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                             Florence, Italy

Florence lies on the River Arno and is known for its history and its importance in the Middle Ages and in the Renaissance, especially for its art and architecture. A centre of medieval European trade and finance and one of the richest and wealthiest cities of the time, Florence. It was long under the de facto rule of the Medici family. From 1865 to 1870 the city was also the capital of the Kingdom of Italy. 

 

 

 

 

 


 

 

The Palazzo Pitti is a vast mainly Renaissance palace. It is situated on the south side of the River Arno, a short walk from the Ponte Vecchio bridge. The core of the present palace dates from 1458 and was originally the town residence of Luca pitti, an ambitious Florentine banker.

The palace was bought by the Medici family in 1549 and became the chief residence of the ruling families of the Grand Duchy of Tuscany. It grew as a great treasure house as later generations amassed paintings, plates, jewelry and luxurious possessions.

It is massive site, We visited the Siilver and Costume museums. We also walked around the Boboli Gardens. It rises sharply but provides great views of the palace and of Florence once you've made your way to the top and the Belvedere. The Porcelaine museum is located up there, but we didn't visit it. The Palace is well worth a visit.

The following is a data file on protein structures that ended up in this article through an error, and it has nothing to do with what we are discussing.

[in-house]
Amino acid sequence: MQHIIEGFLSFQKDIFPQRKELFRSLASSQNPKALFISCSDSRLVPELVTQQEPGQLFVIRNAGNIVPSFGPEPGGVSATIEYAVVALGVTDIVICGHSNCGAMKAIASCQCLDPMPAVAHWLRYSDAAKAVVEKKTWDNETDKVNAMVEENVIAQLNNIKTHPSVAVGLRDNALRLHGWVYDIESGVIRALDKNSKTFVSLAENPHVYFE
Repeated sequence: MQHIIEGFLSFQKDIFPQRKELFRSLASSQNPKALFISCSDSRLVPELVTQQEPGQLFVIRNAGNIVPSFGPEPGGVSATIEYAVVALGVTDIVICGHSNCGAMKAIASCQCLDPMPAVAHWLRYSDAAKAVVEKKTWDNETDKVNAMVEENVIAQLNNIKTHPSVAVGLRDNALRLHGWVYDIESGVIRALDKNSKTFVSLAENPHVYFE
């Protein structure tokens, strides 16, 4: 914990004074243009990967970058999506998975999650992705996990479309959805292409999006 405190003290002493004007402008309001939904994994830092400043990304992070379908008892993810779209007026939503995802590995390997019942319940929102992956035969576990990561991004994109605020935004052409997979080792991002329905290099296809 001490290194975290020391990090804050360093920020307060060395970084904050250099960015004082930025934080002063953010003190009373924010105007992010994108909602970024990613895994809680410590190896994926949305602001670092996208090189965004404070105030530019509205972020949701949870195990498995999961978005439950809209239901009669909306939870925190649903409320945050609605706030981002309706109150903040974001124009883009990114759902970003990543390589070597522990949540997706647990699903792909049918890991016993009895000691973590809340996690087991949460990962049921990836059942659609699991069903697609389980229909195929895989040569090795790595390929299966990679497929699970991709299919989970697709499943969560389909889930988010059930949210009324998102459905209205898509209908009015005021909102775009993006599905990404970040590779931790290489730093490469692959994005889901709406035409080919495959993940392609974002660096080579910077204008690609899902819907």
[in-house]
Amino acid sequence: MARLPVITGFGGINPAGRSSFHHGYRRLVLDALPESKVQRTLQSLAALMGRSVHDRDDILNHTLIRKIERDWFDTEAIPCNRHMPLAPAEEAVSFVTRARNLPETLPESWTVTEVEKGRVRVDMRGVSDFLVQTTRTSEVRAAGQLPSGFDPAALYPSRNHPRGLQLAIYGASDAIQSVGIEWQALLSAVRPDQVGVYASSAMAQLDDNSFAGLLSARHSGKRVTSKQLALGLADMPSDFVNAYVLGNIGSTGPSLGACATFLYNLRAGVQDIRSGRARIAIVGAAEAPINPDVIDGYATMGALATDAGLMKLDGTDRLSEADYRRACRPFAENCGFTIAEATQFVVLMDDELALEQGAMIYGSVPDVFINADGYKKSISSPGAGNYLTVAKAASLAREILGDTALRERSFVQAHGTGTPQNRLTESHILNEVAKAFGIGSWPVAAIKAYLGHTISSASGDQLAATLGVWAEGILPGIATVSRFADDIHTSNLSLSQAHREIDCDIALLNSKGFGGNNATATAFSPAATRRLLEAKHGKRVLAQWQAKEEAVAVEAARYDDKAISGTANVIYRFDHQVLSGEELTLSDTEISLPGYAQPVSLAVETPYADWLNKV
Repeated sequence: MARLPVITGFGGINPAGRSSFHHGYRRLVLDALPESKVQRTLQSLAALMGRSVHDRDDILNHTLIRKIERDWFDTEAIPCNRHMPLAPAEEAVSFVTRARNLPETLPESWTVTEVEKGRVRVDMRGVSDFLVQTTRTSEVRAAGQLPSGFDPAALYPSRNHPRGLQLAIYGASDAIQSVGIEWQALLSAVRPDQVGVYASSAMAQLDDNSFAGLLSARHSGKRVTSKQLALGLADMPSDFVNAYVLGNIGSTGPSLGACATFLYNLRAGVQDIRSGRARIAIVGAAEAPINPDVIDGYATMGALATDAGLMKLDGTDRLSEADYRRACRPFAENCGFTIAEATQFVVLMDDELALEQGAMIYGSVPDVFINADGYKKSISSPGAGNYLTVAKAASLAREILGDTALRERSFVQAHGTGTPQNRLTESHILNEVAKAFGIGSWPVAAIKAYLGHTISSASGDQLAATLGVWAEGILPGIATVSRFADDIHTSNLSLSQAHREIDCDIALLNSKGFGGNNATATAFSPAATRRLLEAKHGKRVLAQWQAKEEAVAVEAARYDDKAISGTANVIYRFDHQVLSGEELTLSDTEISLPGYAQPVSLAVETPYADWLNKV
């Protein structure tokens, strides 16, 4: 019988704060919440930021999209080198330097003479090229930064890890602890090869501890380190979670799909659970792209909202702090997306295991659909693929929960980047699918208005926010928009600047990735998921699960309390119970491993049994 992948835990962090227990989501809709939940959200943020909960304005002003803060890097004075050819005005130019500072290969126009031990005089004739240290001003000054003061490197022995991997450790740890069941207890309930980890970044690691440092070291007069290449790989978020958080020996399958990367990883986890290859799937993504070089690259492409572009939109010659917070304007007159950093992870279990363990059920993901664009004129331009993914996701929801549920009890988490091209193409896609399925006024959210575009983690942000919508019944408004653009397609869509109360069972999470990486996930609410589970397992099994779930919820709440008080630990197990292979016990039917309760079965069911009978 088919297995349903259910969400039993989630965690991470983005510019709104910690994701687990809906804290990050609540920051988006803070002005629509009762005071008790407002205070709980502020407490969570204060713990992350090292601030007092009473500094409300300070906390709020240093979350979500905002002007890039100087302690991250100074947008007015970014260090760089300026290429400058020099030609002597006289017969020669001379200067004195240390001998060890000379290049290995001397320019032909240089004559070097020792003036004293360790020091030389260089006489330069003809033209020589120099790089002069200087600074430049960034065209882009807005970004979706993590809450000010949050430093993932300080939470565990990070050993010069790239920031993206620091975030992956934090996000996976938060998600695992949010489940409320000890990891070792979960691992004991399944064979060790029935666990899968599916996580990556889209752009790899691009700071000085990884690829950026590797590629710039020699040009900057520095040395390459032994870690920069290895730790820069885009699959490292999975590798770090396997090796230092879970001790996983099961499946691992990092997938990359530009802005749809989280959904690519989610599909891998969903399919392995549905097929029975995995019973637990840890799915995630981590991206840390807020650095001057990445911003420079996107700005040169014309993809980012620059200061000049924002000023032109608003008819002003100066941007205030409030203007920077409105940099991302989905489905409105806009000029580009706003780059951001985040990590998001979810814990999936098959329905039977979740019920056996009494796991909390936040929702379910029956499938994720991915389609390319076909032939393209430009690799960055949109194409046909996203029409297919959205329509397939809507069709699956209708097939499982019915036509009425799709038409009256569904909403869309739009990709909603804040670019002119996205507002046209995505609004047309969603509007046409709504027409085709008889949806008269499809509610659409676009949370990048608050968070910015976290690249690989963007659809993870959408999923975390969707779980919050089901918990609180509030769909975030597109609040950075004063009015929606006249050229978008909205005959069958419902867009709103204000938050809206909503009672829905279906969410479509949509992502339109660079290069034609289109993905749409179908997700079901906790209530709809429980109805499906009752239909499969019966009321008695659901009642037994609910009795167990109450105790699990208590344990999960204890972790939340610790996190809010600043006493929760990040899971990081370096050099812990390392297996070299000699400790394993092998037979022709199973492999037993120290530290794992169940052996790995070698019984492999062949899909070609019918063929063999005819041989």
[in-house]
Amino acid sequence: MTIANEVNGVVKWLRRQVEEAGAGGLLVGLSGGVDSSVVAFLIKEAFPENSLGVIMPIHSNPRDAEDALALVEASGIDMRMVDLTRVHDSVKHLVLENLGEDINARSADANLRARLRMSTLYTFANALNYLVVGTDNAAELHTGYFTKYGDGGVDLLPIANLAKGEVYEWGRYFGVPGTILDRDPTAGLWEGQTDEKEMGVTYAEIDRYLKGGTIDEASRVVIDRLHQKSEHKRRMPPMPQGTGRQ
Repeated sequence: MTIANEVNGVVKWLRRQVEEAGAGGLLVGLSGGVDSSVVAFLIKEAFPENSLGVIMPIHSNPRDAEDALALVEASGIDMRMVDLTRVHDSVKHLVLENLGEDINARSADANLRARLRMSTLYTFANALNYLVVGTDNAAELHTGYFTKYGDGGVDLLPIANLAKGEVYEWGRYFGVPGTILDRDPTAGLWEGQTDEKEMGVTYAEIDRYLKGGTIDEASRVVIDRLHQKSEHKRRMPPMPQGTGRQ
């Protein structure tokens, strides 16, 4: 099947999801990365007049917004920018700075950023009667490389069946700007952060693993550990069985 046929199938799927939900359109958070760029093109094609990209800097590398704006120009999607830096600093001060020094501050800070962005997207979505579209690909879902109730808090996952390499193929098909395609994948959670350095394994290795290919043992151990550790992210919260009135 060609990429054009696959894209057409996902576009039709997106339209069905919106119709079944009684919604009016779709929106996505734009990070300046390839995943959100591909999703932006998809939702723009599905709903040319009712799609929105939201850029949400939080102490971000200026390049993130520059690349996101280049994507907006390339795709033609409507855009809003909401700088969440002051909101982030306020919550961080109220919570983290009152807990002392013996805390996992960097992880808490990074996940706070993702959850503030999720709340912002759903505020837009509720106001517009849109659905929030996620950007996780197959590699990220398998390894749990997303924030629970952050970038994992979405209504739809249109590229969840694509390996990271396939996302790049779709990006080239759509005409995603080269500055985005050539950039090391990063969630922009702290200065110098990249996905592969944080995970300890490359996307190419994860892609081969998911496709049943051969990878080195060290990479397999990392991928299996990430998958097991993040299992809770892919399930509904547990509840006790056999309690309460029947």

The Duomo

The construction of the Duomo, the Cathedral also called Santa Maria del Fiore, was started by Arnolfo di Cambio on the 8th September 1296.  It is the & fourth longest church in the world (after Saint Peter in Rome, Saint Paul in London and the Cathedral in Milan). A competition was held for the dome in 1418 and, after many doubts, Filippo Brunelleschi's project was accepted in 1420. The church, dedicated to Santa Maria del Fiore (fiore referring to Florence) was consecrated on the 25 of March, 1436. The differences in the various parts of the Cathedral show the evident changes in taste in 200 years.

  Gates of Paradise, Florence Baptistry

The Baptistry, built about 1050, has a central plan, with eight sides and three doors--doors on the east, north, and south. The south door, finished in 1330 by Pisano, have quatrefoils with eight seated Virtues and 20 scenes from the life of John the Baptist. (The baptistry is dedicated to him--as many were.) Ghiberti designed the north-doors, 1404-24, using the same quatrefoil format as Pisano and with the same number of reliefs--28. His second set of doors--the so-called Gates of Paradise, however, have much larger panels and use a square format rather than the medieval quatrefoil. Thus, they can accommodate several scenes relating to one Old Testament hero and use many figures (more than a hundred in some panels) and extensive details. These doors depict events from the Creation to the reign of Solomon.

 

 

View from inside the Duomo

The Last Judgment

Grand Duke Cosimo I de' Medici decided to have the dome painted with a representation of The Last Judgment. This enormous work, 38 750 ft² of painted surface, was started in 1568 by Giorgio Vasari and Frederico Zuccari and would last till 1579.

 

 

Santa Croce

The Gothic church of Santa Croce contains the tombs and monuments of many famous Florentines, among them Galileo,Michelangelo and Machiavelli.

From the Galleria dell'Accademia, Firenza 

 

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